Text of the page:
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Diode in SPL Dynamics D-7S power supply
Diode in SPL Dynamics D-7S power supply
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Old 23rd March 2020, 04:17 AM   #1
Crazylogix is offline Crazylogix  United States
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Default Diode in SPL Dynamics D-7S power supply

Got a diode in the power supply D34B going to the base of the driver transistors along with the drive resistors. The amp follows the SNI-4500D diagram except for these diodes. Pictures to follow, my phone and computer are not playing nice together. The markings on the diode appear to be B7.5 (the markings roll around the diode, a B, and a 7, and there is a dot, and then a 5, but it could be in any order) and I think it may be a zener, but the board does not label any other zeners as anything other than diode (D). The reason for this is I was getting no drive on that bank and found it shorted (no fets in). At first I replaced it with a 1N4148, but now that bank has about 8V drive out, and all the others have 6V drive out (the square wave looks great though). This is probably just an update to the drive that I have not seen. Any help, thanks!
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Old 23rd March 2020, 04:22 AM   #2
Crazylogix is offline Crazylogix  United States
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Old 23rd March 2020, 06:37 AM   #3
Perry Babin is offline Perry Babin  United States
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What is the amplitude of the drive for each remaining diode on the striped end of the diode?

What were the original FETs in the power supply?
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Old 24th March 2020, 04:46 AM   #4
Crazylogix is offline Crazylogix  United States
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The power supply fets were and will be IRFP064N. The amp had 2SC3228 and 2SA1275 drivers (died), I replaced with BD139 and BD140. The amplitude of the drive on the 3 factory diodes is 6.6V, on the one i stuck the regular diode in, 8.4v (my scope is pure analog, no fancy voltage readout). A tech I know that does a lot of these has said it should be a 1N4740 10v zener. Going to order some up. However I was told the voltages were all too high, going to compare to the other 2 amps I have that the PS did not die in. I think I need to check all the resistors etc.
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Old 24th March 2020, 08:23 AM   #5
Perry Babin is offline Perry Babin  United States
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The 10v zener is common. This zener limits the voltage. I don't know why they are so low. They could be 7.5v from the marking but the minimum drive is often 10v. The 10v Zeners give you about 10v of drive.

An analog scope is perfectly fine when calibrated, even at a basic level. Set your power supply to exactly 12v (use a multimeter). Set the trace to the reference line. Set coupling to DC. Set the scope to 5v/div. When you touch the probe to the the 12v supply, the trace should deflect to the 2.4 major division line.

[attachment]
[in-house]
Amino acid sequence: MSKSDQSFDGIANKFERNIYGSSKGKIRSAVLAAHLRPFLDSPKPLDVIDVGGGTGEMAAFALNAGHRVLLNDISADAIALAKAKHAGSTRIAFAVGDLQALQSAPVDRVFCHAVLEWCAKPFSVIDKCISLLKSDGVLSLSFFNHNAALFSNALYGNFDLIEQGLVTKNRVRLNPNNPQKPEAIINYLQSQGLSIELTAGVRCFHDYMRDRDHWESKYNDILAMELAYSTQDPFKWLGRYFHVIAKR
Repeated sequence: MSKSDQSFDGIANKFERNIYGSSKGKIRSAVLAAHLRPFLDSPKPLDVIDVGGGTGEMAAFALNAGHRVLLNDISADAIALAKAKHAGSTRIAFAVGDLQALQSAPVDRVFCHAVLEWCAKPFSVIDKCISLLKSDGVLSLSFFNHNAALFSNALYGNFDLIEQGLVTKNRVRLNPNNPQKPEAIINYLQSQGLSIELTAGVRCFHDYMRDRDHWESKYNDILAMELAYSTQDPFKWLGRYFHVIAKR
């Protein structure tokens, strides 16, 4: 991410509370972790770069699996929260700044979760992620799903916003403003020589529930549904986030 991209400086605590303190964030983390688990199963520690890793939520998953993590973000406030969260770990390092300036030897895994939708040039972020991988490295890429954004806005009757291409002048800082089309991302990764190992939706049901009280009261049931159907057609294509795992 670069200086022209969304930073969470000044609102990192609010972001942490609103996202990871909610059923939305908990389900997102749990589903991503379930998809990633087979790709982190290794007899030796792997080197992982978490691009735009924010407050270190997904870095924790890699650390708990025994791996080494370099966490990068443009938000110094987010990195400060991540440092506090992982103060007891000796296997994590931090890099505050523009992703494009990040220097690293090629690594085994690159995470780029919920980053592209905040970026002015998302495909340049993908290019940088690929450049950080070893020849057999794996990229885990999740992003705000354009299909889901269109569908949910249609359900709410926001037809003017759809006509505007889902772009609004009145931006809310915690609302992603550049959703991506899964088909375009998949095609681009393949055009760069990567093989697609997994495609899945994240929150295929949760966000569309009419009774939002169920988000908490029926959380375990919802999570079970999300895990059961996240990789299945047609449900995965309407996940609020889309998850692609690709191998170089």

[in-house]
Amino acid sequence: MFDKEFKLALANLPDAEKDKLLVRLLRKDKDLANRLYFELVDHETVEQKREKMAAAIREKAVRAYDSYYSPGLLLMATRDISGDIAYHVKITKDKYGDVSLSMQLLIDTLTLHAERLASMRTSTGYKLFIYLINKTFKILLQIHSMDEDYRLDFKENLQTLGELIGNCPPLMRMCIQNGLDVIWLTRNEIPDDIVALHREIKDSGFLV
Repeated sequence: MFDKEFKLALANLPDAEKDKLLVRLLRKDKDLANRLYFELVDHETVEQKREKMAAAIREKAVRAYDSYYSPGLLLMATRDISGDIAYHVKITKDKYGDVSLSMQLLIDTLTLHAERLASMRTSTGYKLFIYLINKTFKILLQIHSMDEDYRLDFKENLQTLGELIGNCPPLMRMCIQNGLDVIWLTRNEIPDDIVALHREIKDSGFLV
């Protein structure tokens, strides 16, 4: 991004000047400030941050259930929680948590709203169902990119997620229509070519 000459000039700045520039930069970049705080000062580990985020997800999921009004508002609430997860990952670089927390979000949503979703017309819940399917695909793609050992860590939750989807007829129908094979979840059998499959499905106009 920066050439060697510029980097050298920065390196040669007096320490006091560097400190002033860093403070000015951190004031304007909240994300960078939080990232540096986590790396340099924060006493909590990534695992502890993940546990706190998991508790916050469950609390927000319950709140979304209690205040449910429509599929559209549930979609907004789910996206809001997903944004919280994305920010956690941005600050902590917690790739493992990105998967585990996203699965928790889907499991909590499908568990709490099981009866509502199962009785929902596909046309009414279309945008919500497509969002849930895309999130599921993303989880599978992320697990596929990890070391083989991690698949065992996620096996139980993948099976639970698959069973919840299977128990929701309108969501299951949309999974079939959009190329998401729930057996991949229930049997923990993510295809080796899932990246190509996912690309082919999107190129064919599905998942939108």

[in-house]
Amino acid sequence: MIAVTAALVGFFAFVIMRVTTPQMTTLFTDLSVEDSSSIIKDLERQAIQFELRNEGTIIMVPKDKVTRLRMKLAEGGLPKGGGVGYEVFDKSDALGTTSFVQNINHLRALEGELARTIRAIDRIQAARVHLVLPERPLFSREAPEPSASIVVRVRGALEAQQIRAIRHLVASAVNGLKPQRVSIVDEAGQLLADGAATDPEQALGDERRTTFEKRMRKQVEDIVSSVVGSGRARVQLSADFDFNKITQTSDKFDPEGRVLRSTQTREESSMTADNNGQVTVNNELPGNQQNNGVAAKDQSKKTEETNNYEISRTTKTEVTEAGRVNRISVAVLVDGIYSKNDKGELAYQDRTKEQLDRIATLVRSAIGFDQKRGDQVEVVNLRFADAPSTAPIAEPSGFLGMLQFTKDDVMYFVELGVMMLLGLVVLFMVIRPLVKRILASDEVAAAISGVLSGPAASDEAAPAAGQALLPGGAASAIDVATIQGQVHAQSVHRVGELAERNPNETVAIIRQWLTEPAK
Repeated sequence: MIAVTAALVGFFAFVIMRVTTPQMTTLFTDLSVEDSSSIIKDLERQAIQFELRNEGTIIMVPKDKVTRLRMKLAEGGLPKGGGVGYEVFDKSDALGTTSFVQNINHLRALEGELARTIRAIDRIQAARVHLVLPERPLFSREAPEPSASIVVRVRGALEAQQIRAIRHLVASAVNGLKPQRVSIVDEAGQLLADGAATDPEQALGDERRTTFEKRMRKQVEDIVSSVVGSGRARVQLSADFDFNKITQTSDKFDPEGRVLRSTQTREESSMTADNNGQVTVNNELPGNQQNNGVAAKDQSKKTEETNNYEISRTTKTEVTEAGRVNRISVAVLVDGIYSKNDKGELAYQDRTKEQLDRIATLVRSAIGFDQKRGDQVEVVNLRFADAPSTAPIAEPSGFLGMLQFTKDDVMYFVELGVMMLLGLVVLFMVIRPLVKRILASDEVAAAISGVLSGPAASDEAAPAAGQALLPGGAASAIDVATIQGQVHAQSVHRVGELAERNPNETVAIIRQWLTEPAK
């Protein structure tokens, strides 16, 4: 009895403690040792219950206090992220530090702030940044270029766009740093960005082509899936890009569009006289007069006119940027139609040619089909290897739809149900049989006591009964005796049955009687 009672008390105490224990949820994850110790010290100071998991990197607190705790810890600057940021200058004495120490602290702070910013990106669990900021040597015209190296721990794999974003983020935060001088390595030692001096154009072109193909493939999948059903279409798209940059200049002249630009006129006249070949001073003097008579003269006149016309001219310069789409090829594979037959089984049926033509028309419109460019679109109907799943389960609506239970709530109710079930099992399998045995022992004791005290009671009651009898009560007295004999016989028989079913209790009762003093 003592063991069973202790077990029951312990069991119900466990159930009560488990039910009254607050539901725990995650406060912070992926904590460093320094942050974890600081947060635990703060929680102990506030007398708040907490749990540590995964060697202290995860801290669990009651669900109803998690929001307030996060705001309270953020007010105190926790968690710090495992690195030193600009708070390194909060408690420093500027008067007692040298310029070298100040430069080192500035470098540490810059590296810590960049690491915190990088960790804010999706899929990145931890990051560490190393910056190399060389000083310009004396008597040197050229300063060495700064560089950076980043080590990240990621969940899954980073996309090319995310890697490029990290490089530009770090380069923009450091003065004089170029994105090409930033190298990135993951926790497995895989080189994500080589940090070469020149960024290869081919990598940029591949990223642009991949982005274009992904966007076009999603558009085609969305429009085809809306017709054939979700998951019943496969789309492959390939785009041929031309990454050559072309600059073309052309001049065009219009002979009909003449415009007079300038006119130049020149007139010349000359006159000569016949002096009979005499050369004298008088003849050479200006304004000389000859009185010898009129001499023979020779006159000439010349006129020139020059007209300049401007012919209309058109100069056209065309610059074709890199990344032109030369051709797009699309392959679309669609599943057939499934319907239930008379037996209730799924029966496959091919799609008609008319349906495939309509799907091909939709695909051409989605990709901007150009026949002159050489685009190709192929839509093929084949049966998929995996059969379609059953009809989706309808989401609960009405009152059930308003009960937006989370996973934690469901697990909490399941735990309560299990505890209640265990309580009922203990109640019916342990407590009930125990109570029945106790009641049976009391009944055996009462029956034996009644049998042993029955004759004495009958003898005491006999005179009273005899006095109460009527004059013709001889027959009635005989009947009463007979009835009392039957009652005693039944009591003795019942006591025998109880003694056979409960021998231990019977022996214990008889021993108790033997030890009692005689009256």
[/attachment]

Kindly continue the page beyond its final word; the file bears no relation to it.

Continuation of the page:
Who told yo u that voltages were too high?

Which voltages were they referring to?
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Old 24th March 2020, 03:26 PM   #6
Crazylogix is offline Crazylogix  United States
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I'm lucky enough to be friends with and in some repair groups on Facebook with a great bunch of people. Shane E is a repair tech who is also the authorized warranty repair tech for a bunch of different companies. He might even be on this forum, if I find his Member name I will give him proper shout out (my77stang i think). But he was spot on, the voltages going into the drive transistors were high and the voltages going to the power supply fet gates were high when I checked the other two amps (I have three of these to repair) that still had complete factory power supplies. I will post up a good picture and proper voltages when the parts come in and I have this thing correct.
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Old 24th March 2020, 03:28 PM   #7
Perry Babin is offline Perry Babin  United States
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Which voltages were high (transistor terminal names?) and why were they high?
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Old 24th March 2020, 03:41 PM   #8
Crazylogix is offline Crazylogix  United States
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The voltages going into the base of the drive transistors, and into the gates of the PS fets. At work right now (I am considered critical Industry Infrastructure LOL). Like I said I will do a proper write up when I get parts and get it done, I know I have to replace the zeners, and most likely the 510 ohm resistors. This power supply drive is more updated than any of my schematics. So a bit more troubleshooting and testing to insure I find everything.
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Old 24th March 2020, 03:45 PM   #9
Perry Babin is offline Perry Babin  United States
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Was the voltage due to amplitude (with a scope) or simply measured with a multimeter (could be skewed by pulse width)?

Is the power supply regulated?
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